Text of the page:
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21. Arendt Studies: Volume > 2
Liesbeth Schoonheim Among Lovers: Love and Personhood in Hannah Arendt
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Both love and politics name relations, according to Arendt, in which a subject is constituted as a unique person. Following up on this suggestion, I explore how love gives rise to a conception of personhood that temporarily suspends the public judgments and social prejudices that reduce the other to their actions or to their social identity. I do so by tracing a similar movement in the various tropes of Arendt’s phenomenology of love: the retreat away from the collective world into the intimacy of love, followed by the necessary return to the world and the end of love. This exploration casts a new—and surprisingly positive—light on some key notions in Arendt’s thought, such as the body, the will, and life. However, Arendt disregards that love, as De Beauvoir argued, requires a constant effort in restraining our tendency to reduce the lover to their social identity.
22. Arendt Studies: Volume > 2
Matías Sirczuk Look at Politics With Eyes Unclouded By Philosophy: The Arendtian Reading of Montesquieu
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In the following, I will trace the presence of Montesquieu in Arendt’s work, giving an account of both Arendt’s praise for the French writer’s particular way of thinking the political and his approach to problems that will become central to the development of Arendt’s own thought. Firstly, I will follow Arendt down the path that led her to discover fundamental tools in Montesquieu for understanding totalitarianism “with eyes unclouded by philosophy.” Secondly, I will track the way in which the Arendtian reconceptualization of some key political words—power, law and freedom—is threaded through with her reading of the French author. Thirdly, I will look into the way in which Montesquieu’s formulation of a particular link between what Arendt calls the basic experience and the political regime, allows her to go on to discover a criteria that makes it possible to distinguish between political and anti-political ways of living together; and allows us to see that there is a phenomenally essential element within tyranny and totalitarianism that ensures that it “develops the germs of its own destruction the moment it comes into existence.”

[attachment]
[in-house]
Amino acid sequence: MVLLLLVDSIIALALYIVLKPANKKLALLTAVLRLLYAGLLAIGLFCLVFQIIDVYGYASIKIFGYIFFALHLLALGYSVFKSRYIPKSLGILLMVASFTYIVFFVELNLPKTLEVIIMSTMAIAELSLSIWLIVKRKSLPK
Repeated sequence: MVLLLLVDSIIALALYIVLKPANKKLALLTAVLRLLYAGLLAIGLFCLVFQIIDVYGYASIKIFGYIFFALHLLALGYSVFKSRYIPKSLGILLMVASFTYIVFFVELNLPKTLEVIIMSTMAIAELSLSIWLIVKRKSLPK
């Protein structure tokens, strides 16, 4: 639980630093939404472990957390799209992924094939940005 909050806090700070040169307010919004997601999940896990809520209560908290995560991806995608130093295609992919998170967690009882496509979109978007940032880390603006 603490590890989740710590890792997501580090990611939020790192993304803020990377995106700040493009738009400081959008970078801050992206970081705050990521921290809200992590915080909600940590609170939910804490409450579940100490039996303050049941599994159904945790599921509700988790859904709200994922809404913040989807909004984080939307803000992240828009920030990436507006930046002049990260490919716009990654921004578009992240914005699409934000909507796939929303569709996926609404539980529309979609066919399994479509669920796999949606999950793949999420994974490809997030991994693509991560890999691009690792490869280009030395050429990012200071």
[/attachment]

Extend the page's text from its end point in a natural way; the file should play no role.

23. Arendt Studies: Volume > 2
Lorraine Krall McCrary Natality and Disability: From Augustine to Arendt and Back
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Arendt’s “natality,” a promising foundation for humanness that might be expanded to include those with profound cognitive disabilities, emerges in part out of Arendt’s creative interpretation of Augustine. Returning to Augustine provides natality with resources to escape the weaknesses of Arendt’s thought when viewed from the perspective of disability theory: The traps of grounding human dignity in rationality, of downplaying expressions of creativity in non-political spheres, and of denigrating the role of the body.
24. Arendt Studies: Volume > 2
Matthew Wester Reading Kant against Himself: Arendt and the Appropriation of Enlarged Mentality
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In this paper, I examine Hannah Arendt’s notion of “enlarged mentality.” I use a close textual exposition of enlarged mentality in Arendt’s writings in order to offer an interpretation of Denktagebuch Notebook XXII, in which Arendt initially sketched her political interpretation of the Critique of Judgment. I maintain that a close examination of enlarged mentality—particularly as it appears in Arendt’s notebooks—answers basic questions about Arendt’s appropriation of Kant’s third Critique that have eluded scholarly commentators. In this paper, I seek to answer one such question: why did Arendt turn to Kant’s Critique of Judgment? I argue that in turning to Kant for a model of political judgment Arendt took herself to be correcting methodological inconsistencies that she believed she located in the Critique of Judgment.
25. Arendt Studies: Volume > 2
Yasemin Sari Arendt, Truth, and Epistemic Responsibility
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In this article, I offer a politico-philosophical perspective to reassess the much-contested role of truth in politics to put forth a principle of political action that will make sense of a “right to unmanipulated factual information,” which Hannah Arendt understands as crucial for establishing freedom of opinion. In developing a principle of epistemic responsibility, I will show that “factual truth” plays a key role in Arendt’s account of political action and provides a normative order that can extricate her account from charges of immoralism. The article will be divided into three sections: section 1 deals with the distinction between rational truths and factual truths, and the question of their validity, section 2 deals with what a principle of political action is, and lastly, section 3 proposes a principle of “epistemic responsibility” that becomes action-guiding in the political sphere, in order to shed new light on the 2013 Gezi Park protest, one of the recent democratic uprisings of our century.
26. Arendt Studies: Volume > 2
Jonathan Peter Schwartz Perspectives on Citizenship and Political Judgment in an Era of Democratic Anxiety
27. Arendt Studies: Volume > 2
Emma Larking Are Refugee Camps Totalitarian?
28. Arendt Studies: Volume > 3
James Barry Editor's Introduction
29. Arendt Studies: Volume > 3
Jana Schmidt “A Field Where Everything Appears”: The Modern Challenge to Tradition: Fragmente eines Buchs
30. Arendt Studies: Volume > 3
Barbara Hahn, James McFarland, Thomas Wild Hannah Arendt—Complete Works, Critical Edition in Digital and Print: An Interview with Barbara Hahn, James McFarland, and Thomas Wild